A recently-concluded meeting has highlighted strong multi-stakeholder partnerships as key for accelerating research-driven development in Africa.
The Science Granting Councils Initiative (SGCI) held its Virtual Regional Meeting on 29-30 June, 2021 to facilitate cross learning, experience sharing, and networking amongst the Science Granting Councils (SGCs) and with other continental and global Science, Technology and Innovation (STI) actors. The meeting also discussed pathways for developing research and development (R&D) roadmaps that can influence national research agendas. Participants included representatives of selected African Science Granting Councils, the United Kingdom’s Department for Business, Energy and strategy (BEIS), funding partners of the SGCI and its implementing partners.
In his opening remarks, Tom Ogada, the Executive Director, African Centre for Technology Studies (ACTS), noted the importance of R&D roadmaps in Africa. “It is an important framework which governments can use to inform resource allocation, research priorities and support implementation of related policies”, Ogada emphasized.
How countries are progressing in developing their R&D roadmap
Lucy Absolom, the Head of R&D Strategy at BEIS, shared her experiences in the process of developing UK’sresearch and development roadmap. She highlighted that it is paramount to get the process right to ensure that the outcome is embraced by all key actors. Absolom emphasized that intentional engagement of multiple stakeholders from the onset is fundamental to the success of a viable R&D roadmap that can influence national research agendas and enhance development.
Lessons from Uganda, Burkina Faso and Namibia demonstrated progress and challenges faced by African countries in developing research and development roadmaps. Burkina Faso, has allocated a percentage of the revenues collected from its telecoms and mining industries to R&D. Inoussa Zongo, the Director General for Research and Innovation at Burkina Faso’s Development Funding Agency emphasized that intentional resource allocation for R&D is critical to ensure prioritization of national research agendas.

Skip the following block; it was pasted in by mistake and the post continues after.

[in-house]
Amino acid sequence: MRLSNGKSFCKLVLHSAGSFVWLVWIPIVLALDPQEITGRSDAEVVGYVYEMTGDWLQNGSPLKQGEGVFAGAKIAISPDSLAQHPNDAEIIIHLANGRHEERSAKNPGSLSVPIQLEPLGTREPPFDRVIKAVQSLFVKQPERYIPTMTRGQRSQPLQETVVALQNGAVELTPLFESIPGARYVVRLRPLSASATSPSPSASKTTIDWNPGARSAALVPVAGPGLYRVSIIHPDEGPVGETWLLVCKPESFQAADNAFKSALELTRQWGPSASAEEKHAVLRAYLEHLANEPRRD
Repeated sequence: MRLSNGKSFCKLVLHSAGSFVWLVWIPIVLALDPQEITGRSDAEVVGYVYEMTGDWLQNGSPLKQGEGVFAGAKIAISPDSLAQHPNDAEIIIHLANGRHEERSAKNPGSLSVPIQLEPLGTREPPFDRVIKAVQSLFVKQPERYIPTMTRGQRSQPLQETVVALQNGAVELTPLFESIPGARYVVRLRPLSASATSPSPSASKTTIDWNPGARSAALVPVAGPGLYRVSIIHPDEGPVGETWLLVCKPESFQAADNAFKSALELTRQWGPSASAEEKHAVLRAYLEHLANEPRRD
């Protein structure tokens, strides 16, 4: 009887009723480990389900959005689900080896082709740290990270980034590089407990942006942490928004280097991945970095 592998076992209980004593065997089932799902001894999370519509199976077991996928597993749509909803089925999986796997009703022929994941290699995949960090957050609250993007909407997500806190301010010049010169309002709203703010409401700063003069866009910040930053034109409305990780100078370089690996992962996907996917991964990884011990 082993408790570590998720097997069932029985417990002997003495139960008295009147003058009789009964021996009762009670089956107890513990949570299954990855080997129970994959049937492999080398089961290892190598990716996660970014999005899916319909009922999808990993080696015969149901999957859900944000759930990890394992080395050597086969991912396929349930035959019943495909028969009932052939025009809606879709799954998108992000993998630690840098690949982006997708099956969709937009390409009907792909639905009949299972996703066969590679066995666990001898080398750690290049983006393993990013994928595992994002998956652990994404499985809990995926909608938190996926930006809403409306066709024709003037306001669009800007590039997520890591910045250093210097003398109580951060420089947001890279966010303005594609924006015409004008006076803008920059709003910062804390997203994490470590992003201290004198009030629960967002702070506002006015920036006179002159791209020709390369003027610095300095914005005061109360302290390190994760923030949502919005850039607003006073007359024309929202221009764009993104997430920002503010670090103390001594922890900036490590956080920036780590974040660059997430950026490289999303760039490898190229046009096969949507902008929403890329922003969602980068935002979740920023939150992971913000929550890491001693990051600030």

Namibia’s STI policy has a sharp focus on increasing and enhancing strategic partnerships to leverage more resources towards its R&D agenda. Vincent Nowaseb, the General Manager for Innovation and Technology Development at Namibia’s National Commission on Research, Science and Technology provided an overview of the country’s STI policy which is anchored on nine objectives that are entrenching the application of STI across various sectors.
Institutional frameworks and policies critical in facilitating research-driven development
Uganda has developed its national research agenda and a draft STI policy. These policies have enabled the government to commit an increase in its gross expenditure on science, encourage private sector to invest in research and innovation for development, and is working to increase the number of annual internationally registered patents from two as recorded currently to 50 by the year 2025. Uganda is further exploring the potential of indigenous knowledge systems to contribute to and enhance its R&D strategy.
The meeting highlighted the need for collaboration across sectors, early multi-stakeholder engagement, and contingency planning as important in developing a robust roadmap. Namibia for example, embarked on the review of its STI policy in 2015, through a highly consultative process with ministries and agencies, Non-Governmental Organizations, academia and civil society organizations.
SGCs play a critical role in driving research and development, given their mandate of advising governments on STI-related strategies, and shaping national research agendas.
Strong SGCs contribute to effective R&D hence the need to continue investing in strengthening them. IDRC’s Ellie Osir noted that over the last five years, the SGCI had made remarkable progress towards its objectives of supporting the SGCs, organized around five thematic areas including strengthening ability to manage research; strengthening capacity to enhance evidence-based policy and decisions; supporting research management; supporting strategic communications and knowledge uptake; and strengthening capacity to achieve gender balance and inclusivity.
Advancing research and development requires strong linkages between the research agenda and the national development plan. The meeting enhanced the Councils’ knowledge on how to align their research and development agendas with national development plans and strengthen this linkage for STI in Africa.
About the Meeting
The 2021 Virtual Regional Meeting was hosted by the SGCI in partnership with the Scinnovent Centre. The SGCI aims to strengthen the capacities of Science Granting Councils (SGCs) in sub-Saharan Africa to support research and evidence-based policies that will contribute to economic and social development. The Initiative is jointly funded by the United Kingdom’s Foreign, Commonwealth and Development Office, Canada’s International DevelopmentResearch Centre (IDRC), South Africa’s National Research Foundation (NRF), Swedish International Development Cooperation Agency (Sida) and the German Research Foundation (DFG).